In this groundbreaking account, award-winning scholar Gordon H. Chang draws on unprecedented research to recover the Chinese railroad workers’ stories and celebrate their role in remaking America. An invaluable correction of a great historical injustice, The Ghosts of Gold Mountain returns these “silent spikes” to their rightful place in our national saga.
Like many six-year-olds, Mira Jacob’s half-Jewish, half-Indian son, Z, has questions about everything. At first, they are innocuous enough, but as tensions from the 2016 election spread from the media into his own family, they become much, much more complicated. Trying to answer him honestly, Mira has to think back to where she’s gotten her own answers: her most formative conversations about race, color, sexuality, and, of course, love.
Written with humor and vulnerability, this deeply relatable graphic memoir is a love letter to the art of conversation—and to the hope that hovers in our most difficult questions.
She was known to the world as Emily Doe when she stunned millions with a letter. Brock Turner had been sentenced to just six months in county jail after he was found sexually assaulting her on Stanford's campus. Her victim impact statement was posted on BuzzFeed, where it instantly went viral--viewed by eleven million people within four days, it was translated globally and read on the floor of Congress; it inspired changes in California law and the recall of the judge in the case. Thousands wrote to say that she had given them the courage to share their own experiences of assault for the first time.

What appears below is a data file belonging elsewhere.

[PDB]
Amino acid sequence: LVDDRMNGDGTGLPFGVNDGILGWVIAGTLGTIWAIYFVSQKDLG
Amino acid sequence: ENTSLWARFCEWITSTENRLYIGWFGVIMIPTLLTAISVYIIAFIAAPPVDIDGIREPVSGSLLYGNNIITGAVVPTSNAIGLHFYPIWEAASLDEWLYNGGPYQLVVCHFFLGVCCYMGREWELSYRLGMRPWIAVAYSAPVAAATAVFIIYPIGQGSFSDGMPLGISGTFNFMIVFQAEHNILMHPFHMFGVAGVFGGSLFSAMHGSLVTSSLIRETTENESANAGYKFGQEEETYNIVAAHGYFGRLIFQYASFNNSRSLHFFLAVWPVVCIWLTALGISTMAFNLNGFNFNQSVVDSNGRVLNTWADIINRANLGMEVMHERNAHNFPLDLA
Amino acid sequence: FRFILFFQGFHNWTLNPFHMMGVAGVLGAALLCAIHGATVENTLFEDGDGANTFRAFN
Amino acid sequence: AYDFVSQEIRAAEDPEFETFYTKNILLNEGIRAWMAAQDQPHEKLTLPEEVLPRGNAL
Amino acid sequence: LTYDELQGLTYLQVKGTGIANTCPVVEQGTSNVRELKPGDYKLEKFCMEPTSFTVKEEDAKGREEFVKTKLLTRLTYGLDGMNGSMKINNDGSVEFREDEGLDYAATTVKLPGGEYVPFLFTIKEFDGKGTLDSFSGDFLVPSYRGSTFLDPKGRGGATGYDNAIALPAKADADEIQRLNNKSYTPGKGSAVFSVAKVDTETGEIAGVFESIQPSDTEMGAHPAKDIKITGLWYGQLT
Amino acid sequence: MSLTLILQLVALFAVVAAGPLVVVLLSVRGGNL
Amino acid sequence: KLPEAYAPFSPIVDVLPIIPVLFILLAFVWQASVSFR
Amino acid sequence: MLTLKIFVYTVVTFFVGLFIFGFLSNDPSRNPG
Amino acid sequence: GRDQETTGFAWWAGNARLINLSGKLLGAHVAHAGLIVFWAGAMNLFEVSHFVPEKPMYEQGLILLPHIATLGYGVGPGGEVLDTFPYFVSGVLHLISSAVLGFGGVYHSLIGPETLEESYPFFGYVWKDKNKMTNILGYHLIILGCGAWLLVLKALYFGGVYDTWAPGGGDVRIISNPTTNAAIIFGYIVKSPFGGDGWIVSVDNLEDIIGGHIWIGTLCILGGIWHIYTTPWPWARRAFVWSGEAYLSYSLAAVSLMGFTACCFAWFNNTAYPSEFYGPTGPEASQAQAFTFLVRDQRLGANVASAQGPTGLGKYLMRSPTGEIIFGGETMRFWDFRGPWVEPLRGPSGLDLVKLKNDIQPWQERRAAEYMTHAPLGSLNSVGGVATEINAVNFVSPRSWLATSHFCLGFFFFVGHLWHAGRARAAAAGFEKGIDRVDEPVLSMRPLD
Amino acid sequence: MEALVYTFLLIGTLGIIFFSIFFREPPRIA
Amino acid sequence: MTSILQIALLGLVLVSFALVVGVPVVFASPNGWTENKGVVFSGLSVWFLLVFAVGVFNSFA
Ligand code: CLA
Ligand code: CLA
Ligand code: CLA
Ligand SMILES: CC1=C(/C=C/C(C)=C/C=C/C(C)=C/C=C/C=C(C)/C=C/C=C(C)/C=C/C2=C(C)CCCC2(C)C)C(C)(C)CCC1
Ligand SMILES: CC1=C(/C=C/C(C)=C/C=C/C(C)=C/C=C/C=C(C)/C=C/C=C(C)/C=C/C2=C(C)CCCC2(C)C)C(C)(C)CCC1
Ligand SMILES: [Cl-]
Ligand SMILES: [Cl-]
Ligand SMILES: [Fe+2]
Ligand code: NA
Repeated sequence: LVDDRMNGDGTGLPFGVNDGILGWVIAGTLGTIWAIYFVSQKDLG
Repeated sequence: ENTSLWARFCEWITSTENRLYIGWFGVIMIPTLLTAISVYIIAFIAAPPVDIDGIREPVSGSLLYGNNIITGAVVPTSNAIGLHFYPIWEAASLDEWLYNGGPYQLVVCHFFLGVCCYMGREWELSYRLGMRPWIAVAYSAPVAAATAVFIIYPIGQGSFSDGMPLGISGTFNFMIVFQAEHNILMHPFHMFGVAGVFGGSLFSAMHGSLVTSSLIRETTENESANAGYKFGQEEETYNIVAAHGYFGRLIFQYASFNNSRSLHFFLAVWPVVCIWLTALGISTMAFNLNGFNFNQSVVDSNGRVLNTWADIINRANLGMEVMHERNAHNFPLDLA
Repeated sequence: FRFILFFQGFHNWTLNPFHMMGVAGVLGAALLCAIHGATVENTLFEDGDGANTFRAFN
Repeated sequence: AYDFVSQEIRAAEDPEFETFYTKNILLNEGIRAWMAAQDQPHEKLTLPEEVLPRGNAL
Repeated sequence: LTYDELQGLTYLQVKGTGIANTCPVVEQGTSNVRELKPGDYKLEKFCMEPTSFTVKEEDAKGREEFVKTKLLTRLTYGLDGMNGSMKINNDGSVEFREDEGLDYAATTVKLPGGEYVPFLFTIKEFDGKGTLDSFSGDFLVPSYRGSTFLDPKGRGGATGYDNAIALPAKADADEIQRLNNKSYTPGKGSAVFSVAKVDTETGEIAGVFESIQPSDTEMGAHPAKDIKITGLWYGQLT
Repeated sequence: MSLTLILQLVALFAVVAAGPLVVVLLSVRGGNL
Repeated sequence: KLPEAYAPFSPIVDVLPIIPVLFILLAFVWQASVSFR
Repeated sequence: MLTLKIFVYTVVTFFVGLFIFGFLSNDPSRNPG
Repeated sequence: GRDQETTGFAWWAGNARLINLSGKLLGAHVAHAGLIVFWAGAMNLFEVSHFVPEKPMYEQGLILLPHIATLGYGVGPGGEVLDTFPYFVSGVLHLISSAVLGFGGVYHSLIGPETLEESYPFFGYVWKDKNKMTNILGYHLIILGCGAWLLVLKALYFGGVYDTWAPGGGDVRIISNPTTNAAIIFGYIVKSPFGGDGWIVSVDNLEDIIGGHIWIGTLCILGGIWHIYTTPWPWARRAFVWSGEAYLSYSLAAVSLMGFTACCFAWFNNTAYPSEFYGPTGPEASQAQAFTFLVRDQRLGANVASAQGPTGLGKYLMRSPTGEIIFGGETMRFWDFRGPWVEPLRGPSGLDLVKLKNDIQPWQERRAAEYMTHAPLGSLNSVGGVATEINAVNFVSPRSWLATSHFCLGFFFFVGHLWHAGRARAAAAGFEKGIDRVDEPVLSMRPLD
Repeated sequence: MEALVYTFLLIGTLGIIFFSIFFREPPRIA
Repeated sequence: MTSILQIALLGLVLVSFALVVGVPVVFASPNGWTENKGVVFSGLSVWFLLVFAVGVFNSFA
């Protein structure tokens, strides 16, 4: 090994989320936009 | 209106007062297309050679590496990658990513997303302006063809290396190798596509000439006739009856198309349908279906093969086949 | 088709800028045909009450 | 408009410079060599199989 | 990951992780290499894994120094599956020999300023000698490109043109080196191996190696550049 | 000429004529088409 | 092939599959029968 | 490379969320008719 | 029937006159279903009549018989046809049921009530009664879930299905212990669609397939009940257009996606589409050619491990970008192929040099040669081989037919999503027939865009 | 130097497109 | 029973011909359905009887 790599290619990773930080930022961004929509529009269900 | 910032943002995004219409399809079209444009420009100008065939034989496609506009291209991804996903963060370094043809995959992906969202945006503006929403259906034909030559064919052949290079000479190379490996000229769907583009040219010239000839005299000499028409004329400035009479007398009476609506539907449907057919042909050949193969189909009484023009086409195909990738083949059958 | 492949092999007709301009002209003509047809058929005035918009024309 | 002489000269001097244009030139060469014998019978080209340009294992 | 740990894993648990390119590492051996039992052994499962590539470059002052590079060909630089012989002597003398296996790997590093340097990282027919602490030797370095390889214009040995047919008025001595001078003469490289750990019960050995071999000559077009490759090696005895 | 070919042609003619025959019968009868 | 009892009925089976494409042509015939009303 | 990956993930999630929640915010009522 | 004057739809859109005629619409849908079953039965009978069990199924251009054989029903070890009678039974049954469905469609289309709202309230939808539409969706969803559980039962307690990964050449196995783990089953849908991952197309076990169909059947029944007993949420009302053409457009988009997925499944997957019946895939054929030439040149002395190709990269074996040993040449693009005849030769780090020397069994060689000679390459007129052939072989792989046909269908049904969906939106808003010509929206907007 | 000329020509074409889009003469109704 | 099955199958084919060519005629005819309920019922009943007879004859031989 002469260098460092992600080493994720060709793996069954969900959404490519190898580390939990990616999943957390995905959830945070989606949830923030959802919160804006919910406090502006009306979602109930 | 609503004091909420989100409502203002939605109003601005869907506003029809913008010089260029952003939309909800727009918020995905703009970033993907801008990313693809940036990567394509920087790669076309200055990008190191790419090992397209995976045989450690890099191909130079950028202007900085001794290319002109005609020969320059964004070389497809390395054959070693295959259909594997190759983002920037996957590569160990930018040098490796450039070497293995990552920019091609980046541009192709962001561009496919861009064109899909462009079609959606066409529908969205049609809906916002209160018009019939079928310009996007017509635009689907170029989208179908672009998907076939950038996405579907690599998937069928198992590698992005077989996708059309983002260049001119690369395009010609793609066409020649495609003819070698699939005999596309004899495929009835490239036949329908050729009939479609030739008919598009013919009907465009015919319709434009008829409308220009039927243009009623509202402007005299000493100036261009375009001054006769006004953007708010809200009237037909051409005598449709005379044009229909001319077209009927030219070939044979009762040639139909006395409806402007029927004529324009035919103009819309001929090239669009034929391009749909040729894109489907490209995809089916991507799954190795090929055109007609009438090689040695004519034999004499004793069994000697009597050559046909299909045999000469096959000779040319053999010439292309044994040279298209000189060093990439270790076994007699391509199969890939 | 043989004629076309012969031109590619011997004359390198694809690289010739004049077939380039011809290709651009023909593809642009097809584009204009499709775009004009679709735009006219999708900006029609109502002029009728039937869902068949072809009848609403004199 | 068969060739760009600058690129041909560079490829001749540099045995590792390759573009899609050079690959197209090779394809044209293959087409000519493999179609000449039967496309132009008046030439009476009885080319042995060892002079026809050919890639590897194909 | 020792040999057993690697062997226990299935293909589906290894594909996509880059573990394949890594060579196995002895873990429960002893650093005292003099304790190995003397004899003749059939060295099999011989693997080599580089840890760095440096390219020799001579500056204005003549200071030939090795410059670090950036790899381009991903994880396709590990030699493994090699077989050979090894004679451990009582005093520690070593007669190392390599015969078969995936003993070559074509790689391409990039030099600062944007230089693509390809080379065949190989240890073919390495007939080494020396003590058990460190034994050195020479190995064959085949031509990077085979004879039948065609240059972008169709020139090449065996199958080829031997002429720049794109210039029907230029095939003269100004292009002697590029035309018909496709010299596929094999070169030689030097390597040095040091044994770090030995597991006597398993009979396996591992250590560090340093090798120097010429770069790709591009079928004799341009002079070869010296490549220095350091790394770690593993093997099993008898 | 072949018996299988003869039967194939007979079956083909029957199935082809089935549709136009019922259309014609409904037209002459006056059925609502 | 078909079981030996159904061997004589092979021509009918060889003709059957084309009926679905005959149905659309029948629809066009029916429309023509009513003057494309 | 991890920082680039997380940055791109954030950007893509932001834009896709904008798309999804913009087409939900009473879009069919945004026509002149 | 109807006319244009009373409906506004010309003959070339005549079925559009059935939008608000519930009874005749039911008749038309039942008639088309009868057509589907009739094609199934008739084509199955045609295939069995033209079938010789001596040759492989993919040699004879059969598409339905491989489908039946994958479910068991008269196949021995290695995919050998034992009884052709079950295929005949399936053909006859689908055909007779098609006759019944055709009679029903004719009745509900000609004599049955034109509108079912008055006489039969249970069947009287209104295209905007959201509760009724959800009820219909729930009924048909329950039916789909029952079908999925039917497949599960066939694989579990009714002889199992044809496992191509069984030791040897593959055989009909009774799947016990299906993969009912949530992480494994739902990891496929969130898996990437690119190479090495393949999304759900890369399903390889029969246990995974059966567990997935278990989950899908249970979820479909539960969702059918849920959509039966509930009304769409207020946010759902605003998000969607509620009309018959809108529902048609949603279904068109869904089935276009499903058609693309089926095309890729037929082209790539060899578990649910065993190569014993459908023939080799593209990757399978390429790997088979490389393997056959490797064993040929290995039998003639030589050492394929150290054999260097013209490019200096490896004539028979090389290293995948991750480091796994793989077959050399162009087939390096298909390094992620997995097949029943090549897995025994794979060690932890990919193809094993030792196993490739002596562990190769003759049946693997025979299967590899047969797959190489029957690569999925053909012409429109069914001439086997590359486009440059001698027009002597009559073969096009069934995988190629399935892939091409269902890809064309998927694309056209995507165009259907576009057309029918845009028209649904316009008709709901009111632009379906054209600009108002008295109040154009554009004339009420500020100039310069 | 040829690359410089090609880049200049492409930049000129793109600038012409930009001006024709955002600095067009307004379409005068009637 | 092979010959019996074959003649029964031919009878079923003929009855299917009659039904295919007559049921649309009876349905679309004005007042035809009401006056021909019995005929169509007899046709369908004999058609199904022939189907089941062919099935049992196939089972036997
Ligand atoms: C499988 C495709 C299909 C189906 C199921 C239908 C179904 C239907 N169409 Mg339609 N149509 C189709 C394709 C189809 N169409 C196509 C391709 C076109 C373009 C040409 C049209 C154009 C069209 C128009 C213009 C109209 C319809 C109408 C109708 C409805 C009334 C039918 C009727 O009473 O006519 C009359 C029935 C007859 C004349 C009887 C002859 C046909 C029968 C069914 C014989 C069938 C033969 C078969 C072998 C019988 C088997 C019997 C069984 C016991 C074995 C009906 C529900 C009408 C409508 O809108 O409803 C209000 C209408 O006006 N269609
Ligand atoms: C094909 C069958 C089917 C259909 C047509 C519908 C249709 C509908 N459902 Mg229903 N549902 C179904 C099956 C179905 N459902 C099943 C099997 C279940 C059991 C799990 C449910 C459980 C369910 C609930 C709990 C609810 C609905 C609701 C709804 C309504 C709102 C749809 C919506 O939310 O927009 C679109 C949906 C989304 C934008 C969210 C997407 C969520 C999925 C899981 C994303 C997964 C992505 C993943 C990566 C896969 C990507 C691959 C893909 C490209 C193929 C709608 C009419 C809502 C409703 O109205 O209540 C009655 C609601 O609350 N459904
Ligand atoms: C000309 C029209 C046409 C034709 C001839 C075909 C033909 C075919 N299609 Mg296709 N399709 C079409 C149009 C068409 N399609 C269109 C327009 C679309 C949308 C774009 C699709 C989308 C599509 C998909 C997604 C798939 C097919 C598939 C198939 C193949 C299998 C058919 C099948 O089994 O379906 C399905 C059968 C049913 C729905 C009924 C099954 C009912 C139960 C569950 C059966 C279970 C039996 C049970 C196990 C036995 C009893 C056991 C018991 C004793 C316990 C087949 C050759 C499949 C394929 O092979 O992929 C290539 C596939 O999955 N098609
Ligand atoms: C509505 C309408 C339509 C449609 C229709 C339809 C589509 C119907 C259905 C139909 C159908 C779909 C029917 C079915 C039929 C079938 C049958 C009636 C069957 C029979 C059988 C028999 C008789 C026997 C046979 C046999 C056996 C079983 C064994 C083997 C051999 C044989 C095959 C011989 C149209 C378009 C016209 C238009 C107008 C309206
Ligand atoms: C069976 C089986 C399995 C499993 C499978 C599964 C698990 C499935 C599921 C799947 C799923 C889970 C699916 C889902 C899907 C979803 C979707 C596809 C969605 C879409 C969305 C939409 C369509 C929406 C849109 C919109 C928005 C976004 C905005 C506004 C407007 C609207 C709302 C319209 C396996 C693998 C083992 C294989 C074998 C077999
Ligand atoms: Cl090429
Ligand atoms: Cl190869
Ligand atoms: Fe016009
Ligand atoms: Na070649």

Now she reclaims her identity to tell her story of trauma, transcendence, and the power of words. It was the perfect case, in many ways--there were eyewitnesses, Turner ran away, and physical evidence was immediately secured. But her struggles with isolation and shame during the aftermath and the trial reveal the oppression victims face in even the best-case scenarios. Her story illuminates a culture biased to protect perpetrators, indicts a criminal justice system designed to fail the most vulnerable, and, ultimately, shines with the courage required to move through suffering and live a full and beautiful life.